A Michigan-based manufacturing business had been in existence for over 50 years. The third-generation owners were thinking of selling. The business had generated around $3 million of EBITDA for each of the previous three years. Similar companies were selling between 4.5 to 5 times EBITDA suggesting an upside value in the $15 million range.
The owners, however, believed that the cost to replicate 50 years’ worth of equipment investments would exceed $60 million. While the balance sheets showed all assets had been fully depreciated, the owners insisted replacement cost was the appropriate valuation metric to use.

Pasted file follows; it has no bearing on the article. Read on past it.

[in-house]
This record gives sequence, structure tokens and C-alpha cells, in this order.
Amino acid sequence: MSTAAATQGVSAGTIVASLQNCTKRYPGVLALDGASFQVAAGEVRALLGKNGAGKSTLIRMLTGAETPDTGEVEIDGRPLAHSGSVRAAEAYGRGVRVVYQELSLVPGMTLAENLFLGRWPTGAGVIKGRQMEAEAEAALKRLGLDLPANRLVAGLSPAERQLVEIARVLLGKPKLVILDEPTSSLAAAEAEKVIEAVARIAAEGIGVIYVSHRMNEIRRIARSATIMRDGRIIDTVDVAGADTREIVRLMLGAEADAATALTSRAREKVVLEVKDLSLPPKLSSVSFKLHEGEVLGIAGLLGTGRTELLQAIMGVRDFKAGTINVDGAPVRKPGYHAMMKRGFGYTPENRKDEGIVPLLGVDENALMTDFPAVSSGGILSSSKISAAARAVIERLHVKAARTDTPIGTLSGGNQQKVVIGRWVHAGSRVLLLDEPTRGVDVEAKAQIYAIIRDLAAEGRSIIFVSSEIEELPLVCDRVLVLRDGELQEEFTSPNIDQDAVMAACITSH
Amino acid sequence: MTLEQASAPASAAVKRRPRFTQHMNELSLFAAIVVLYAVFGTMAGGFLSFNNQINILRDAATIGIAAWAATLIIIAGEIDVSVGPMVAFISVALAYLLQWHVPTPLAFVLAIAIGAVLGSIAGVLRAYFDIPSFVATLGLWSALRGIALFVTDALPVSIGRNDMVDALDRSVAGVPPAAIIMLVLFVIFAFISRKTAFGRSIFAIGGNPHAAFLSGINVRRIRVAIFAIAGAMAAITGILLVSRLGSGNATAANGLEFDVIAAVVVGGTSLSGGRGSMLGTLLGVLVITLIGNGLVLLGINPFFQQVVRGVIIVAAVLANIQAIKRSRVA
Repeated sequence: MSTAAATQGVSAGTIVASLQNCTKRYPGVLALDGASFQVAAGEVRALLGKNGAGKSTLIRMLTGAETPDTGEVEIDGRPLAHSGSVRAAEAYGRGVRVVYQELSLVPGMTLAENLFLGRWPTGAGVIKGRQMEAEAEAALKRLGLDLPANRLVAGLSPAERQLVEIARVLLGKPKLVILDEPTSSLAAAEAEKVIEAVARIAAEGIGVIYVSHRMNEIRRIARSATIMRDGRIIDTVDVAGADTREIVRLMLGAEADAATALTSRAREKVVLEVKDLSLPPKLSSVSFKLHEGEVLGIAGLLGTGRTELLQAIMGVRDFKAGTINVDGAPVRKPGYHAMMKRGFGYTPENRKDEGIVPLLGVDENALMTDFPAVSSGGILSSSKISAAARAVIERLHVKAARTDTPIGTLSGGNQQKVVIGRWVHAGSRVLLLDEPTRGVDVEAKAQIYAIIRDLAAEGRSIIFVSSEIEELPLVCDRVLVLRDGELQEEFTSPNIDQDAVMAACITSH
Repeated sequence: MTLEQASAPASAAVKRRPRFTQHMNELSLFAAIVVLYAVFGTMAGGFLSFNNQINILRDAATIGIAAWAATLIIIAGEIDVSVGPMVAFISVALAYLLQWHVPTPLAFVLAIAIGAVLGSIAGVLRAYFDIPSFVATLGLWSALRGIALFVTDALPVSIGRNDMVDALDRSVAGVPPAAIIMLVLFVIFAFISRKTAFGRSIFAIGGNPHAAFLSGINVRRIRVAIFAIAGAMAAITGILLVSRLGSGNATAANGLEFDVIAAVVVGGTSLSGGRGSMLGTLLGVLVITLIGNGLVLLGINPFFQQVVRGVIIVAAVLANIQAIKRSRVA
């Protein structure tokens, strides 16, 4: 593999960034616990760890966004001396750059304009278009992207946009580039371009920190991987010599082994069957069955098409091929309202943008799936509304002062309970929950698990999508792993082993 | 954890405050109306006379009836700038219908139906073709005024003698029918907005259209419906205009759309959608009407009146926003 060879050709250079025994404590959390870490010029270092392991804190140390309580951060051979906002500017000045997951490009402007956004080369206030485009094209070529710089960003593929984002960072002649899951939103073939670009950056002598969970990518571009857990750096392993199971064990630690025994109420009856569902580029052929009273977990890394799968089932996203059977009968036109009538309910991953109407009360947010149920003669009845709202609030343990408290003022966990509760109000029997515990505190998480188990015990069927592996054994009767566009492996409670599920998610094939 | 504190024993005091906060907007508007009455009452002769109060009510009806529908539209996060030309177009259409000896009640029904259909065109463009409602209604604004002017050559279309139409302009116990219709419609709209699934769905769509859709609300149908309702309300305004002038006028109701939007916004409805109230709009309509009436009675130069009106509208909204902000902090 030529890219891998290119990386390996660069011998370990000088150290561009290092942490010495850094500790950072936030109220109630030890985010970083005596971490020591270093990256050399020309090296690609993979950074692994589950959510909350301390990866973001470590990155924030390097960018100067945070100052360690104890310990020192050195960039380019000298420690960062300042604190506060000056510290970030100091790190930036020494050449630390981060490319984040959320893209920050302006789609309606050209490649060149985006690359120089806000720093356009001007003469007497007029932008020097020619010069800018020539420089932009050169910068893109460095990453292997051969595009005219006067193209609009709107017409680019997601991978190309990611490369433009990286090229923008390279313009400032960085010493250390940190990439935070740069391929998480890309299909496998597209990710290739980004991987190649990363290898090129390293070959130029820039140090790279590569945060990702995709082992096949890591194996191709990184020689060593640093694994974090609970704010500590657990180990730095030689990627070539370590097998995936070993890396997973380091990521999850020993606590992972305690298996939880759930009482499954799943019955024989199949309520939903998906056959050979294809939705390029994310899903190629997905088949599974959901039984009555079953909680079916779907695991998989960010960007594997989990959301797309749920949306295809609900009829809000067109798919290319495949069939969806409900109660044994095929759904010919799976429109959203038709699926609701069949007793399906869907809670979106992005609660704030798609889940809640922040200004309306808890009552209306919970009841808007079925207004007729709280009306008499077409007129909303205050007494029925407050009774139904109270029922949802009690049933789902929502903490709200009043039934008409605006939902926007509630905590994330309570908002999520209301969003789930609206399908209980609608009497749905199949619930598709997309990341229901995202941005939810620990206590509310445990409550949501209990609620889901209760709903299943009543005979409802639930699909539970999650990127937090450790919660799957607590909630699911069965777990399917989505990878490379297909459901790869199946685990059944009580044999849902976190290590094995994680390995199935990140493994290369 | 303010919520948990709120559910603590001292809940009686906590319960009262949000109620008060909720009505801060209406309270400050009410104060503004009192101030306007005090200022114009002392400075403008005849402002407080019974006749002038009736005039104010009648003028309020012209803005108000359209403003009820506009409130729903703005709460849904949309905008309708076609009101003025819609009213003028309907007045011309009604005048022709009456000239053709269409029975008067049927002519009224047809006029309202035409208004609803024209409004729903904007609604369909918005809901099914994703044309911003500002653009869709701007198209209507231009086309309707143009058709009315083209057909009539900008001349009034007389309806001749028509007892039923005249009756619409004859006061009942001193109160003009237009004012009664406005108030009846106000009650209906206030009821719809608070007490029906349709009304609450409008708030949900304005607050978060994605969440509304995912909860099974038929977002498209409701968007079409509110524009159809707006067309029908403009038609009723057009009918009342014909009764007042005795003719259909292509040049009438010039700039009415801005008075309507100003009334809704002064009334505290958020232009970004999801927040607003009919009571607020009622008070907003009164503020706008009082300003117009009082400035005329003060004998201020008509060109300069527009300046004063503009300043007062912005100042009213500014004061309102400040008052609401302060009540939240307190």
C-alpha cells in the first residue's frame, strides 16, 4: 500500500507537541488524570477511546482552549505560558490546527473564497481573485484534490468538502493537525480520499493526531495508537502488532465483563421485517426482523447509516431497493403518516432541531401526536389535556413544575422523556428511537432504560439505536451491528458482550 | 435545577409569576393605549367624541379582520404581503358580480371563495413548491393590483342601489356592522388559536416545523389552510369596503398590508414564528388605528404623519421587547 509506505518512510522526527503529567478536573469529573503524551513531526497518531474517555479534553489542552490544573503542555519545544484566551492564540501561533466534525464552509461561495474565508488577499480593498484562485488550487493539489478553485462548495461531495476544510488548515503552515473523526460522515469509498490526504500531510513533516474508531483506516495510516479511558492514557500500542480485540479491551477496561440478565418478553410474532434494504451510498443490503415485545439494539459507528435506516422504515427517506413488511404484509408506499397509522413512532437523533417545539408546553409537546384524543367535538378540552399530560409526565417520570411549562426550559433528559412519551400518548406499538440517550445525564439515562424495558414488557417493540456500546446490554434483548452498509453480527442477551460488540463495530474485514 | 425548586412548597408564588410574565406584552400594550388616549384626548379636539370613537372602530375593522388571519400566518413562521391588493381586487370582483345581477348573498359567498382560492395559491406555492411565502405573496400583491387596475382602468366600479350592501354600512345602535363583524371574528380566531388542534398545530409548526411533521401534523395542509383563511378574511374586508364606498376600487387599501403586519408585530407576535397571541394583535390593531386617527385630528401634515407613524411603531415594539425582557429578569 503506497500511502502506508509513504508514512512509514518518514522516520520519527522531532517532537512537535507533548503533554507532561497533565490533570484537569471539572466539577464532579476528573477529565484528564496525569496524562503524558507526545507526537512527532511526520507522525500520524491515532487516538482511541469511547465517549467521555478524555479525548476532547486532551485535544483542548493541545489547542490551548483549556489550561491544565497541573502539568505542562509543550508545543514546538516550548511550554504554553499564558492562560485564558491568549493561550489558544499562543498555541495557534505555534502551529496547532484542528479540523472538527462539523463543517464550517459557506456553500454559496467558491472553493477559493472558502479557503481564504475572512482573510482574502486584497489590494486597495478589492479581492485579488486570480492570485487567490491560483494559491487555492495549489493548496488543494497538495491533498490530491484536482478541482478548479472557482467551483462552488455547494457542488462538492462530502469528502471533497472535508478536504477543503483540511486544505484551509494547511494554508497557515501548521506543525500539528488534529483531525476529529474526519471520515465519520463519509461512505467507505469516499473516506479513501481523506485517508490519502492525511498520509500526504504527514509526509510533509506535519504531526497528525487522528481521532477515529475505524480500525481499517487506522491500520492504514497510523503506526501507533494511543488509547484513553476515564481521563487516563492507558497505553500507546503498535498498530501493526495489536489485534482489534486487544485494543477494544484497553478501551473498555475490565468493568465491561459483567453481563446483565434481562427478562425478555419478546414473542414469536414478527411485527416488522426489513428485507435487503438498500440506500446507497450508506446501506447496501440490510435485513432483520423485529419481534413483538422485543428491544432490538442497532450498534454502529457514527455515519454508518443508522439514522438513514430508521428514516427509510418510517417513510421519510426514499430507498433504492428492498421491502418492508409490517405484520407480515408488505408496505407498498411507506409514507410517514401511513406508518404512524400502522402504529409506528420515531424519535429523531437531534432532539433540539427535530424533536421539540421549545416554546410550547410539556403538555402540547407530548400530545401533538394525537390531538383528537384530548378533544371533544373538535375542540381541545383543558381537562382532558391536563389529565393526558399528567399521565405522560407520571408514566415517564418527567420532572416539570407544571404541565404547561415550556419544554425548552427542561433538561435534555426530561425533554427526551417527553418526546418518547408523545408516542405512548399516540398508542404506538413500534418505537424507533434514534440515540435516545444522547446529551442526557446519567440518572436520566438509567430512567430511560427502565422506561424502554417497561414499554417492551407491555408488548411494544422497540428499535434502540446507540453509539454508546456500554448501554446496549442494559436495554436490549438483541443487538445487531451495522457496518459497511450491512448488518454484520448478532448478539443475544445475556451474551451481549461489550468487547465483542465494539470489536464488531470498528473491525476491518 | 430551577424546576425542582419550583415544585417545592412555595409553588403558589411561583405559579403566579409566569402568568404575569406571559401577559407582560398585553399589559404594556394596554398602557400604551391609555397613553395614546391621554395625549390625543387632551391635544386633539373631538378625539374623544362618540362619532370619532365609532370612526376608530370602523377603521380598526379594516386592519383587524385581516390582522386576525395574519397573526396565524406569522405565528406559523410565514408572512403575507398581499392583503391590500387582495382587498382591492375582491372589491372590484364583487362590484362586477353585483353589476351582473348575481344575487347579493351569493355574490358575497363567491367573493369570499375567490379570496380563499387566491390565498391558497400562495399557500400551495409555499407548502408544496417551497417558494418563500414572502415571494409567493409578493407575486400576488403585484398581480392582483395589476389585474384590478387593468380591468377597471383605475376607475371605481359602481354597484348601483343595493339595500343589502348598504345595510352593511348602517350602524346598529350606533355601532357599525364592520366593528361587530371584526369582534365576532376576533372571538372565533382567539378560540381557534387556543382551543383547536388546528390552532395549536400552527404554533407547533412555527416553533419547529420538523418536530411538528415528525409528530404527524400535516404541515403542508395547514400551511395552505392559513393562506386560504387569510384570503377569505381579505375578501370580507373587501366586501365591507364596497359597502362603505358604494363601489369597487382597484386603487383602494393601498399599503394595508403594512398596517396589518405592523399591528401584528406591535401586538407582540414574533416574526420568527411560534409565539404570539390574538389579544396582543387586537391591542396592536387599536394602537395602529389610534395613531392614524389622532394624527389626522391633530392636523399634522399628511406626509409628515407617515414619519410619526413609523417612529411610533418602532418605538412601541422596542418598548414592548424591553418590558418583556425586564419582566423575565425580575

The math would imply otherwise. Assume EBITDA was $3 million per year and the purchase price was $60 million as the sellers believed. The annual return on investment would be $3 million / $60 million = 5%. Most private company investors are seeking investment returns in excess of 20%. Consequently, no investor would commit $60 million to earn 5%.
The sellers argued, “But it really would cost $60 million to replicate this facility with all its equipment and improvements.” The rebuttal is that no one would want to replicate it if the most they could expect was a 5% return on investment.